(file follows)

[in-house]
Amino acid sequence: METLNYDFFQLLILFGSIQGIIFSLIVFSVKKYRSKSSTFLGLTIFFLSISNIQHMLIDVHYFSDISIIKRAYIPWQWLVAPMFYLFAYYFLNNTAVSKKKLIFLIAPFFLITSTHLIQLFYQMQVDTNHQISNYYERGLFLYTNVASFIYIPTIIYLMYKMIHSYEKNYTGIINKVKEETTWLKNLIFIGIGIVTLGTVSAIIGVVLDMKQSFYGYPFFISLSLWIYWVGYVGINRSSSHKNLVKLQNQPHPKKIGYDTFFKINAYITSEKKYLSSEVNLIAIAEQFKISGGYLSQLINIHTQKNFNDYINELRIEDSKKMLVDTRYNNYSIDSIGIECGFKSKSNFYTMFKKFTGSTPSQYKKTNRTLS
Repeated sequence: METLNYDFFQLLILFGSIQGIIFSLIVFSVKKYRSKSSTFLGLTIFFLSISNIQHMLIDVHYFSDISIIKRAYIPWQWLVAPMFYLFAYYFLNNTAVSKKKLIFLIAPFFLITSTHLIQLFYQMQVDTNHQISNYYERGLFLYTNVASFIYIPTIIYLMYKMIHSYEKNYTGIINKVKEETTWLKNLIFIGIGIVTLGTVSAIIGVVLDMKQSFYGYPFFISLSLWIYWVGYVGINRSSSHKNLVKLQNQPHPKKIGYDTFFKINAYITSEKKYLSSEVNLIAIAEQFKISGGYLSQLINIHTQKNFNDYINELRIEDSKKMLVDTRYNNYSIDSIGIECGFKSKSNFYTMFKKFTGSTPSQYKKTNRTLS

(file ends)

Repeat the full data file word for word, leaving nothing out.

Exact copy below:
[in-house]
Amino acid sequence: METLNYDFFQLLILFGSIQGIIFSLIVFSVKKYRSKSSTFLGLTIFFLSISNIQHMLIDVHYFSDISIIKRAYIPWQWLVAPMFYLFAYYFLNNTAVSKKKLIFLIAPFFLITSTHLIQLFYQMQVDTNHQISNYYERGLFLYTNVASFIYIPTIIYLMYKMIHSYEKNYTGIINKVKEETTWLKNLIFIGIGIVTLGTVSAIIGVVLDMKQSFYGYPFFISLSLWIYWVGYVGINRSSSHKNLVKLQNQPHPKKIGYDTFFKINAYITSEKKYLSSEVNLIAIAEQFKISGGYLSQLINIHTQKNFNDYINELRIEDSKKMLVDTRYNNYSIDSIGIECGFKSKSNFYTMFKKFTGSTPSQYKKTNRTLS
Repeated sequence: METLNYDFFQLLILFGSIQGIIFSLIVFSVKKYRSKSSTFLGLTIFFLSISNIQHMLIDVHYFSDISIIKRAYIPWQWLVAPMFYLFAYYFLNNTAVSKKKLIFLIAPFFLITSTHLIQLFYQMQVDTNHQISNYYERGLFLYTNVASFIYIPTIIYLMYKMIHSYEKNYTGIINKVKEETTWLKNLIFIGIGIVTLGTVSAIIGVVLDMKQSFYGYPFFISLSLWIYWVGYVGINRSSSHKNLVKLQNQPHPKKIGYDTFFKINAYITSEKKYLSSEVNLIAIAEQFKISGGYLSQLINIHTQKNFNDYINELRIEDSKKMLVDTRYNNYSIDSIGIECGFKSKSNFYTMFKKFTGSTPSQYKKTNRTLS